None of these companies has a culture rooted in the digital reality of today’s business world. They are the products of the industrial and mass media era. An era where very different business rules apply.

I know what you are thinking. These management consultancies have been hoovering up digital talent for a pass time. Surely this fresh thinking is factored into the way they work with clients?

Like other management consultancies, Accenture have been buying up digital agencies in an attempt to modernise.

Unfortunately, based on what I have observed, and been told, that is not the case. I have spoken to many organisations who have worked with these consultancies and suffered similar experiences to Hertz. I have also spoken to current and ex-employees of these consultancies about their experiences within these companies.

It would seem that the legacy culture of these organisations stifles new and leaner working practices. Ultimately, these companies are built on delivering large, waterfall driven change programs, rather than embrace the rapid iteration and evolution of digital best practice.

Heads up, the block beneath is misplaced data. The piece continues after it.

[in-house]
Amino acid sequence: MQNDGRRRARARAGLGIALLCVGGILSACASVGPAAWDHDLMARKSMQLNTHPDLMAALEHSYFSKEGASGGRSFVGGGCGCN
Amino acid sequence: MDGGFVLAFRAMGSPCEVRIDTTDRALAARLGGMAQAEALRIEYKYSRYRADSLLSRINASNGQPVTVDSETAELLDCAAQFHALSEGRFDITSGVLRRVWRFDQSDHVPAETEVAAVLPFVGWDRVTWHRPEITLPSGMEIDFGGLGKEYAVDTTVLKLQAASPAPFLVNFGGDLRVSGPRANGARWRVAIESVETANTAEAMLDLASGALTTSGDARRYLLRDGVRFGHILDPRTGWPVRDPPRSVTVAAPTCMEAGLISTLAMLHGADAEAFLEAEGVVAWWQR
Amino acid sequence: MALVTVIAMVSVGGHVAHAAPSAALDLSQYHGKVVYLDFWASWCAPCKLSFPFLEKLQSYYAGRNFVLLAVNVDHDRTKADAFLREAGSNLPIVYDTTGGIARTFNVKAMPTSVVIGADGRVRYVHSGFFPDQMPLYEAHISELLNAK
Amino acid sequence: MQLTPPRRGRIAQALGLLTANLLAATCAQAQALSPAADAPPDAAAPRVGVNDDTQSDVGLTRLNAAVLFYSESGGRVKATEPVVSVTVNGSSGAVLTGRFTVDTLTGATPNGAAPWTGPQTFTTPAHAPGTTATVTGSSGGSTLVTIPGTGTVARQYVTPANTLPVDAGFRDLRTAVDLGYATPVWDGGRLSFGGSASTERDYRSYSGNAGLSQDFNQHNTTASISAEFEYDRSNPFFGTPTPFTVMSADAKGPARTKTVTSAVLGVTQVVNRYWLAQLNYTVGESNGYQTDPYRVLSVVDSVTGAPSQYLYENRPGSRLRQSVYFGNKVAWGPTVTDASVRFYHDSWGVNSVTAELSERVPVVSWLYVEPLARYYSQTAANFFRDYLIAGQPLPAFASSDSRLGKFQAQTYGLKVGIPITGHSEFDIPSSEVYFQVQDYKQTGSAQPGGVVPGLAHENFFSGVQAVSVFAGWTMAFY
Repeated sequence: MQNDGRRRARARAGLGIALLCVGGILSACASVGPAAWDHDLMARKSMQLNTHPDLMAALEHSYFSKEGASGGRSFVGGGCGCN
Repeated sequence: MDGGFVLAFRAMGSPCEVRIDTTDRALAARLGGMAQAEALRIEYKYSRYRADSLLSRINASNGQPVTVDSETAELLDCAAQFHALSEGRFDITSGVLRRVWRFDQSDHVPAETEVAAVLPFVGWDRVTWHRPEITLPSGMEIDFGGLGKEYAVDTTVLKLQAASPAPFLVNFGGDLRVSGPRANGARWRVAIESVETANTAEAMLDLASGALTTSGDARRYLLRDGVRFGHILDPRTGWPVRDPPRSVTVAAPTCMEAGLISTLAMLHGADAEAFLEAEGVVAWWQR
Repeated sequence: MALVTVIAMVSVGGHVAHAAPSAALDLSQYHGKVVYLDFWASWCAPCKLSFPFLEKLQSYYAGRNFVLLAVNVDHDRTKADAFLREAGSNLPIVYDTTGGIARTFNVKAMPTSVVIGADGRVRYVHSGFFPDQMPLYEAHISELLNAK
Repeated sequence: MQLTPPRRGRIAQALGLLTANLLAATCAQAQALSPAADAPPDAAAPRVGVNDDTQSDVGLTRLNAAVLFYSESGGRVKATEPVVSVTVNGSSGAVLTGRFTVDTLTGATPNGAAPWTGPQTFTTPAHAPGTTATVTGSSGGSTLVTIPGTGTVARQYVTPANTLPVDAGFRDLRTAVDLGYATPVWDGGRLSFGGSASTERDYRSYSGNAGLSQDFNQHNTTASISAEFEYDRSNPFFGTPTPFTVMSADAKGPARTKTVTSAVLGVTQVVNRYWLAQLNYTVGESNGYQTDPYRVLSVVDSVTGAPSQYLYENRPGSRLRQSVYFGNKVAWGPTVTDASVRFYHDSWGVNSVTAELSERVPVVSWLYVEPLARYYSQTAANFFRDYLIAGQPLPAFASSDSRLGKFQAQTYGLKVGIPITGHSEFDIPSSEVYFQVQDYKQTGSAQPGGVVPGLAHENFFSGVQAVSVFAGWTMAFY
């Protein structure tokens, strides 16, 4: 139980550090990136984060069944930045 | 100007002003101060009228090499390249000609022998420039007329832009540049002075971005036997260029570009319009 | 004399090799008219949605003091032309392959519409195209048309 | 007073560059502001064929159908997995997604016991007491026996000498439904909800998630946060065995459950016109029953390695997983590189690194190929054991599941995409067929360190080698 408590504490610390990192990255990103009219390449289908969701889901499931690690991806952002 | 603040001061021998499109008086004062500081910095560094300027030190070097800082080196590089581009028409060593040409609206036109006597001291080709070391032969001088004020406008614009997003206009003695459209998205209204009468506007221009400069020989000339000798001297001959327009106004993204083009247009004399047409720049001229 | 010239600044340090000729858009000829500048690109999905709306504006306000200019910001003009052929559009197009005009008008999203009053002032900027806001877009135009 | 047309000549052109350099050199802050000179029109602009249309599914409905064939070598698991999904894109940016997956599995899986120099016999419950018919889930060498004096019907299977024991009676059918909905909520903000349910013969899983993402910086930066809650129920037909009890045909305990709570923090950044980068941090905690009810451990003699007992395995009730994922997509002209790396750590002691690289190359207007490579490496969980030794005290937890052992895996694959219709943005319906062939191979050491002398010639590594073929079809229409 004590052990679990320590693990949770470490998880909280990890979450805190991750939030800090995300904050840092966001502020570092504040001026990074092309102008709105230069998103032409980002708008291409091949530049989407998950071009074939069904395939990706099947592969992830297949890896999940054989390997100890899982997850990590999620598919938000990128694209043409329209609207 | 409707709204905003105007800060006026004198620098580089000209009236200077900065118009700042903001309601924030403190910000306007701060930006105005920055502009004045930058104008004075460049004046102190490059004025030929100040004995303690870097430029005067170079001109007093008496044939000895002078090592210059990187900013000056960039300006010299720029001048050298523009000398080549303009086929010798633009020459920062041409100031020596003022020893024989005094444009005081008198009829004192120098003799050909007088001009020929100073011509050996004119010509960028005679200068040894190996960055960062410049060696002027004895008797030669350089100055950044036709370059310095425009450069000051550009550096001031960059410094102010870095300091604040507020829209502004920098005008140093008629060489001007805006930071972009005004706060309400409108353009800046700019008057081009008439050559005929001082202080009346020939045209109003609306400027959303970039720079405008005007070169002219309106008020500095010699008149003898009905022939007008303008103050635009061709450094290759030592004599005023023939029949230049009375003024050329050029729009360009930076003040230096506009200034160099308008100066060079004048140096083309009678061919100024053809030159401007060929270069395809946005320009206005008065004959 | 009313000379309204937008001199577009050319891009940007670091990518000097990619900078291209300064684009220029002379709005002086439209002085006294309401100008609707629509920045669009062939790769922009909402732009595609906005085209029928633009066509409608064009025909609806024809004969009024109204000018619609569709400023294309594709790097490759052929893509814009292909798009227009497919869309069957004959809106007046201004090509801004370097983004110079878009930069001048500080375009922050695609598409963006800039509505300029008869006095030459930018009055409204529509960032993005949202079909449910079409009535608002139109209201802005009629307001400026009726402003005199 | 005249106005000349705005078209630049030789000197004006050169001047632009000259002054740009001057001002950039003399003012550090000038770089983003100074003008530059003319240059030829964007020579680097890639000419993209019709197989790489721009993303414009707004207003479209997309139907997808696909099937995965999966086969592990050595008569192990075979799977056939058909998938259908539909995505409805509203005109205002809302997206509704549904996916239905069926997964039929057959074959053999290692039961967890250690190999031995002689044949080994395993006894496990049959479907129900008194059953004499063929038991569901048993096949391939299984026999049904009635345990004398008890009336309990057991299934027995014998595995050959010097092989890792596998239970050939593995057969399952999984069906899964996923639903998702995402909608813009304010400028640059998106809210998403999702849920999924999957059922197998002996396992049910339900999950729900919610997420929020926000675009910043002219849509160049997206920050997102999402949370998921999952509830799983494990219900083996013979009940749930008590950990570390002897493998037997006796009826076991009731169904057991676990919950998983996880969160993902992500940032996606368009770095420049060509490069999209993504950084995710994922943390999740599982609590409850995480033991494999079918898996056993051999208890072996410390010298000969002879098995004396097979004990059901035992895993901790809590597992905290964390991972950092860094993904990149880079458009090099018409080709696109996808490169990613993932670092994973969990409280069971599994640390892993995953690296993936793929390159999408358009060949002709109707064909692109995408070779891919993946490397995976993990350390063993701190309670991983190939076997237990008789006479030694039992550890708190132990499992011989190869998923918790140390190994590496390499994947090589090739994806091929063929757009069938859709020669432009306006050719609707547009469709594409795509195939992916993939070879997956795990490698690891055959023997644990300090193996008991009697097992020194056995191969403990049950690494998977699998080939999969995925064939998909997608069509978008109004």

In short, although some employees of management consultancies may be highly skilled and experienced, the companies methodologies and culture are often a barrier to the implementation of best practice.

Why then would any organisation choose to hire a company like Accenture for digital projects?

Why Do Companies Persist in Hiring Management Consultancies?

The answer is simple – hiring a management consultancy feels like the safe thing to do when you work for a large, risk-averse company.

You don’t get fired for hiring a large management consultancy. It is perceived as the safe choice. They are big and hired by a lot of other large companies so that must make them good right?